How A One-Room Rural Clinic Evolved Into A Bustling Health System Over A Century
The Scott Community Health Center in North Carolina, which marked 100 years of practice last month, holds in its history a reflection of the evolution of rural health care. Meanwhile, after depending on the local hospital for more than a century, Fort Scott, Kansas, residents now are trying to cope with life without it.
North Carolina Health News:
One Hundred Years In A Rural Clinic
Floyd Scott started a health care practice about nine miles outside of Burlington in a one-room office 100 years ago. ... That one room medical practice evolved to a bustling medical center today with 20 employees, including specialties in behavioral health and nutrition. Piedmont Health received a grant from the Duke Endowment and bought the practice in 2002, according to Samuel Scott. (Knopf, 5/13)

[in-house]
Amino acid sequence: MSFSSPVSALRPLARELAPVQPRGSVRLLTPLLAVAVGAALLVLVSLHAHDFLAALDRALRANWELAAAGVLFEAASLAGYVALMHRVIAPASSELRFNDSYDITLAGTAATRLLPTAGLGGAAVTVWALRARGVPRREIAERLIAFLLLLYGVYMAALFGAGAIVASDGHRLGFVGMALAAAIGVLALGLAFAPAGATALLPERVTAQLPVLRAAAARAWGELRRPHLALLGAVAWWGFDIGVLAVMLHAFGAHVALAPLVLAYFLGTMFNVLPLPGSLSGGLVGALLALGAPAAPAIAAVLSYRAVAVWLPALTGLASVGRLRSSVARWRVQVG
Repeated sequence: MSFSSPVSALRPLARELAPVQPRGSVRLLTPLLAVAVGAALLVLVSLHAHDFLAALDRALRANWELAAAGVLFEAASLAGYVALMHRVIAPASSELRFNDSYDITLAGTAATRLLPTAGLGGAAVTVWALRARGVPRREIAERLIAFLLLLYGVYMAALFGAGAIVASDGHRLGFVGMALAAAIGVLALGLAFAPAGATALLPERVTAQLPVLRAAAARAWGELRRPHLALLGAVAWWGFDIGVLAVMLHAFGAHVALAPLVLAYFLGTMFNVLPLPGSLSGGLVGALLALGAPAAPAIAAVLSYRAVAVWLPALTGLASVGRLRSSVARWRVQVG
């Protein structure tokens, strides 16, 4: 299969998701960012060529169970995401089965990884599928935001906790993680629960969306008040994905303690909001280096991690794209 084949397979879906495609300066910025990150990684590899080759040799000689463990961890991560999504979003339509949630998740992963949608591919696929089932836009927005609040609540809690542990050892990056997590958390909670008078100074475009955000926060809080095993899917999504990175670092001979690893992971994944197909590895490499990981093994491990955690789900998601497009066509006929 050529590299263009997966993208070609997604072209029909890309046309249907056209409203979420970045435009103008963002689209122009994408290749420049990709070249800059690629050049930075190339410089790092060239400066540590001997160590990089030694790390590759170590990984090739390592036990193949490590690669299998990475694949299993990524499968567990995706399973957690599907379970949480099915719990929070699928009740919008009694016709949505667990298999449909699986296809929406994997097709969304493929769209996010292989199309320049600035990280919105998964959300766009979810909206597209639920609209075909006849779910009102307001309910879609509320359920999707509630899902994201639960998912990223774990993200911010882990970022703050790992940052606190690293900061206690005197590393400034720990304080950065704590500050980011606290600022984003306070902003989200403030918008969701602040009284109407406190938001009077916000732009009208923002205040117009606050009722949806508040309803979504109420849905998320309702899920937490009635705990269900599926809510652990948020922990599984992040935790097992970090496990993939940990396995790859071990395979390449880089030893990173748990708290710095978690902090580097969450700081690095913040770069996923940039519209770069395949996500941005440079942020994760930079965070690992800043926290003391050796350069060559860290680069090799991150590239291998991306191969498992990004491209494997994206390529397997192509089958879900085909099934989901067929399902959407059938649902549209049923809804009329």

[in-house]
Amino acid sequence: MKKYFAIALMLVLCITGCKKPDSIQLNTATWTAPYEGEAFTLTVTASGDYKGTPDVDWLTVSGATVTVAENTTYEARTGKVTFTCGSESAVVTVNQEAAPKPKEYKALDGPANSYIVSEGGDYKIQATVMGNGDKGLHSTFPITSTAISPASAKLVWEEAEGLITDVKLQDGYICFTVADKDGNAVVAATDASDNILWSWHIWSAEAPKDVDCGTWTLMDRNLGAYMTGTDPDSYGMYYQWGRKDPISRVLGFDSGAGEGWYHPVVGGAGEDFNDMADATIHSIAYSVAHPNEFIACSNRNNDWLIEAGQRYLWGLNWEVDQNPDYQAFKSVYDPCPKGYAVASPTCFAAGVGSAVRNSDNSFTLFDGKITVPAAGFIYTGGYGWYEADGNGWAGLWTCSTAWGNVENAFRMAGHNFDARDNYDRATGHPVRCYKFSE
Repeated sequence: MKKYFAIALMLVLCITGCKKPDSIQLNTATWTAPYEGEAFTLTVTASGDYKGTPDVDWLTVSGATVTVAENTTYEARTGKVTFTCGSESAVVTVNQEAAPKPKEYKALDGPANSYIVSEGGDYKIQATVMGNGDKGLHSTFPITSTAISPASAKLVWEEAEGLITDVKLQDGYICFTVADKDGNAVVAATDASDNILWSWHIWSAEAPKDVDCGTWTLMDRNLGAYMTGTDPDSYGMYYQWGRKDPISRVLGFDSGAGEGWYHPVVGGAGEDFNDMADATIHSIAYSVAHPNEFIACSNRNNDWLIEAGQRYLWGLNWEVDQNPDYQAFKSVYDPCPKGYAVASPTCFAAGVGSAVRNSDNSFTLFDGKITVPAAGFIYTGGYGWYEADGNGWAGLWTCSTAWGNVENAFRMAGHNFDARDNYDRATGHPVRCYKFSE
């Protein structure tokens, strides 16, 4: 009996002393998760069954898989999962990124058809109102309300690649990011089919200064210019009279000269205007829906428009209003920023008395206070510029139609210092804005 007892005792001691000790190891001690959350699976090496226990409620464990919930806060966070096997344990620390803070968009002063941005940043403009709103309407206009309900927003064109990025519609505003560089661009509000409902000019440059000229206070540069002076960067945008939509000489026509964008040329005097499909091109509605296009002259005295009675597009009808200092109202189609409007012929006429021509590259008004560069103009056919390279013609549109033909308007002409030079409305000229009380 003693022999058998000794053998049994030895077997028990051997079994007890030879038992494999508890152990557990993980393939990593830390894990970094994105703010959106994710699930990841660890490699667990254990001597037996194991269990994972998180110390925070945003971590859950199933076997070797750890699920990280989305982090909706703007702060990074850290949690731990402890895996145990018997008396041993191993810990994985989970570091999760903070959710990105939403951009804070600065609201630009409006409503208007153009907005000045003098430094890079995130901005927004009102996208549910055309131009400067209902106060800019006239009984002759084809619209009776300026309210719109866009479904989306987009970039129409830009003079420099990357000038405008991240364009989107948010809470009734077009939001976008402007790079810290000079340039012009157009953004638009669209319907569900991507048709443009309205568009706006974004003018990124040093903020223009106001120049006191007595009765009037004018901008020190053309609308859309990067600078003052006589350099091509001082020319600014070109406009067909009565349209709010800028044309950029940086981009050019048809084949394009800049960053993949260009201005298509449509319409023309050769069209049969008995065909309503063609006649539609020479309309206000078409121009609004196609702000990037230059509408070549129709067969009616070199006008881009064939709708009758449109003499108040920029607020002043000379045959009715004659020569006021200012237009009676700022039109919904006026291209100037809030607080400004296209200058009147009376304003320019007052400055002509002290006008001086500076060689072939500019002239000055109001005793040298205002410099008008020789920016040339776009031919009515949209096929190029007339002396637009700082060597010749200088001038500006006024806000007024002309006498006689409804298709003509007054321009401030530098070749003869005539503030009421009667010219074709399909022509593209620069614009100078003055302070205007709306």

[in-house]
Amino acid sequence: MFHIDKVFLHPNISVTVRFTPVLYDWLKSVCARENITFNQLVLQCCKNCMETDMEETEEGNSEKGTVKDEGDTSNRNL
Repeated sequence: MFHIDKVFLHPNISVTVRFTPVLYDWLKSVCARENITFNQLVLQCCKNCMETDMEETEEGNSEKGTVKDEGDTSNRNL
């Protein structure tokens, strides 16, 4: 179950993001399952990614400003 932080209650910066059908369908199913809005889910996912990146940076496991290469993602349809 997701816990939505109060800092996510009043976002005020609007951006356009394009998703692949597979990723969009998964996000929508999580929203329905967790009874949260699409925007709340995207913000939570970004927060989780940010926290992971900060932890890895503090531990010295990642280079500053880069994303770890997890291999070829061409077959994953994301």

Kaiser Health News:
Dealing With Hospital Closure, Pioneer Kansas Town Asks: What Comes Next?
A slight drizzle had begun in the gray December sky outside Community Christian Church as Reta Baker, president of the local hospital, stepped through the doors to join a weekly morning coffee organized by Fort Scott’s chamber of commerce. The town manager was there, along with the franchisee of the local McDonald’s, an insurance agency owner and the receptionist from the big auto sales lot. Baker, who grew up on a farm south of town, knew them all. (Tribble, 5/14)